Teachers have told The TES of strange estimates of future performance being generated by the Fischer Family Trust for pupils they know are particularly gifted - or not - in non-core subjects.
One professional revealed that a pupil with a string of relatively poor test results at key stage 2 was being predicted to achieve a D grade in GCSE drama by the trust. But, he said, the child was so gifted in the subject, she had already received a scholarship to go to the famous Italia Conti Academy for Theatre Arts, in London.
He said he expected her to get an A*, which she duly achieved. He said the trust's data was "totally useless" at assessing performance in creative subjects.
The system is also used to estimate how well a child might do under teacher assessments. A head of PE said: "We have a pupil who has dyspraxia and is predicted to get a level 6 (well above average) in PE at the end of key stage 3.
"Similarly, I also have a Year 8 student who is a great all-round athlete, even having the potential to play county representative football and cricket yet he is only predicted a national curriculum level 4 at end of key stage 3. When we questioned this with the relevant bodies, they keep reiterating that all the evidence points to the accuracy of the predicted grades programmes over the averaging out of data from across the country."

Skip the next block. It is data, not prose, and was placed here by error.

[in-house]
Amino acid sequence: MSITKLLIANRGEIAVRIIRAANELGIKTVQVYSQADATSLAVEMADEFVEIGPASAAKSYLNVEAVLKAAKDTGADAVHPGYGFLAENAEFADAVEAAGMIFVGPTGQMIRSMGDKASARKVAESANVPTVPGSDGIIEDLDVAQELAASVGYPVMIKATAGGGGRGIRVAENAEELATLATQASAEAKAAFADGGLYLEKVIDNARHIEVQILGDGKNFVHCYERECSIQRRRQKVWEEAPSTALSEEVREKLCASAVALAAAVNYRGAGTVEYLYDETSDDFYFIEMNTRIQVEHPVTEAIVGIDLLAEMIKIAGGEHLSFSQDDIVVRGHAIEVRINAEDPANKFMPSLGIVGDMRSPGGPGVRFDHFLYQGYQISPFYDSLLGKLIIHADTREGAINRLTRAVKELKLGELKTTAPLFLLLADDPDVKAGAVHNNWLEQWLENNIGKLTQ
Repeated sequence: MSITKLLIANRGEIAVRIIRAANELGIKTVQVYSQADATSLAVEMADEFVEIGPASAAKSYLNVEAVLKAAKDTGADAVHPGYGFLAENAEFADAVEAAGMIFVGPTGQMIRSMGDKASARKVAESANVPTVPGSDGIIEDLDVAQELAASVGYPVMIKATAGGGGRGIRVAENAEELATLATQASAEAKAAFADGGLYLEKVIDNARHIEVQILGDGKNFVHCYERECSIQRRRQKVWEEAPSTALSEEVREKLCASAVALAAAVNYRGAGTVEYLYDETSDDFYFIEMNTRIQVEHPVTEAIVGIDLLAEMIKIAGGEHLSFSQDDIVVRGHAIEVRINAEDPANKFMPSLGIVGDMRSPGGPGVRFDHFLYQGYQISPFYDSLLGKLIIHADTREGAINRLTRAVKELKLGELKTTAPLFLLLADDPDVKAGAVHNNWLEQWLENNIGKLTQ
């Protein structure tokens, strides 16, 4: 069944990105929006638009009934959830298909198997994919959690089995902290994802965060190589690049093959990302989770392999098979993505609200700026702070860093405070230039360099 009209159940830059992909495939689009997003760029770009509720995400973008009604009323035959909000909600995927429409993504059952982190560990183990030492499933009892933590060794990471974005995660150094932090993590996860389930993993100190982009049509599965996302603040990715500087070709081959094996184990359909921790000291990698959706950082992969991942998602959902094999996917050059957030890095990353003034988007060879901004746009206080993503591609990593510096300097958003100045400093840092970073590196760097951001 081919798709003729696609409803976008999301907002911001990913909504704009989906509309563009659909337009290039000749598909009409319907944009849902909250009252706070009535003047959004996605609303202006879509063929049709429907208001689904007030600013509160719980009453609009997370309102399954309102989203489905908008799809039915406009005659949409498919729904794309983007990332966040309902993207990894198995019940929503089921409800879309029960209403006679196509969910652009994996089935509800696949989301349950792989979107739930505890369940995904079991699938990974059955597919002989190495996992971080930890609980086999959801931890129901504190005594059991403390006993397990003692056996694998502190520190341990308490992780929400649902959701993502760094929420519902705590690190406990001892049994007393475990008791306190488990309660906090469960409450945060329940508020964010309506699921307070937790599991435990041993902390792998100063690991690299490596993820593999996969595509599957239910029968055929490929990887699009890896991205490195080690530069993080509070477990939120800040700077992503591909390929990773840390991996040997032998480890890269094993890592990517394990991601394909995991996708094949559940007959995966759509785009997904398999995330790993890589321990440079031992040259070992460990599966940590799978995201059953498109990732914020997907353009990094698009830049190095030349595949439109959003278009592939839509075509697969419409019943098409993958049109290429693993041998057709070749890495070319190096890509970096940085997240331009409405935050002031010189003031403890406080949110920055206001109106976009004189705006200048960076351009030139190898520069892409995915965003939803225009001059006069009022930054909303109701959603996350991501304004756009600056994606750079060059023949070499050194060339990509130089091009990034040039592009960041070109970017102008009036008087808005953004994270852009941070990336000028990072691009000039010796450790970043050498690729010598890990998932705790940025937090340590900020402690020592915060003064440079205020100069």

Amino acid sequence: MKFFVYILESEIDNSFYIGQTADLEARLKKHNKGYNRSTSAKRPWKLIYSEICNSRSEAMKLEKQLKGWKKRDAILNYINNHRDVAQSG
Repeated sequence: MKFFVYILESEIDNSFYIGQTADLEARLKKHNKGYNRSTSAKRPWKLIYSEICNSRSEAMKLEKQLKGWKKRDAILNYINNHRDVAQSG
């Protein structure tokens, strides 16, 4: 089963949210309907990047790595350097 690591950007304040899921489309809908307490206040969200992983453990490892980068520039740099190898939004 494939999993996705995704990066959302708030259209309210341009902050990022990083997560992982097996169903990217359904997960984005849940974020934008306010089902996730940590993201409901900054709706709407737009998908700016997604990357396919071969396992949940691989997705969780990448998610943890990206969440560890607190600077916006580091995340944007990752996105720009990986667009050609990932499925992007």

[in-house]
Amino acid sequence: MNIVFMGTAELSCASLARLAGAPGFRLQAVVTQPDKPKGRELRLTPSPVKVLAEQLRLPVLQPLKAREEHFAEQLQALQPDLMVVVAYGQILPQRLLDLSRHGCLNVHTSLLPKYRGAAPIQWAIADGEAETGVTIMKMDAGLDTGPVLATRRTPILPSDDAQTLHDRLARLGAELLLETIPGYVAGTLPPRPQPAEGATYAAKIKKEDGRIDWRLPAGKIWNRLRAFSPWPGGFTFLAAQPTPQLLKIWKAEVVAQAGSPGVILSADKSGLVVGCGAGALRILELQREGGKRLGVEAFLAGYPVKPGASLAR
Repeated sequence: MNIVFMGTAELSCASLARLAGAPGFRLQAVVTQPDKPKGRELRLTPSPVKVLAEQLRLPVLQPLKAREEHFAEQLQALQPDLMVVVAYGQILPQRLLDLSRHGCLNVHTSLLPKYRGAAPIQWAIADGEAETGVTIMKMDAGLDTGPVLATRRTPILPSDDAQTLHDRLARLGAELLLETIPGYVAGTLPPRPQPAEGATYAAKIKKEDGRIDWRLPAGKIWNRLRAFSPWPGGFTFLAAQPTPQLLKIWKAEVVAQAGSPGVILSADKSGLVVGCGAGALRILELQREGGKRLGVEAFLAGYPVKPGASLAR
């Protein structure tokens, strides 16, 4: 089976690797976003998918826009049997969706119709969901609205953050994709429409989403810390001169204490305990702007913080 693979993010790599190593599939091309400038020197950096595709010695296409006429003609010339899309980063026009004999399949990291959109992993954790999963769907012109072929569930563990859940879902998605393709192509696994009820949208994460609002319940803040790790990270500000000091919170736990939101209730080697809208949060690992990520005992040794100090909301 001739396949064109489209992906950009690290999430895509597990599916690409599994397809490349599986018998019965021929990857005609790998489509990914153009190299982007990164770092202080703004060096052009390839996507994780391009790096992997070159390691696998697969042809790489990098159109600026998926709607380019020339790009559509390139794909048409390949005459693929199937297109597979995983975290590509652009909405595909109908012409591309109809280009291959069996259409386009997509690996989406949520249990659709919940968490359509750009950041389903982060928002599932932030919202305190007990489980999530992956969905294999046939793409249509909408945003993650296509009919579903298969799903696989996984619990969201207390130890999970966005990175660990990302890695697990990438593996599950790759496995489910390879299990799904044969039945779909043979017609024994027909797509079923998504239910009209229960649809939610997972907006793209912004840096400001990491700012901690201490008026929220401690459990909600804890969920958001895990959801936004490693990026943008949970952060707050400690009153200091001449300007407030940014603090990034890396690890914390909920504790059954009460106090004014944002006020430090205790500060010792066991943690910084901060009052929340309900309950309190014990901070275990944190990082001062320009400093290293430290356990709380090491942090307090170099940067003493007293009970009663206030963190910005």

A head of art said: "I am at present engaged in discussions with school management regarding FFT. Out of my current group of 42 year 11 students, 55 per cent of them have FFT target grades of A and A*. They may be bright academically but they do not have the technical ability to achieve the grades.
"As a consequence, my value-added is going to be terrible. This sends a message to the management team we are underachieving, which is far from the truth."
A business studies teacher said: "I have had some wildly inaccurate targets for my pupils." A head of music asked: "How can science, maths and English key stage 2 and key stage 3 results be used to give a predicted grade for GCSE music?"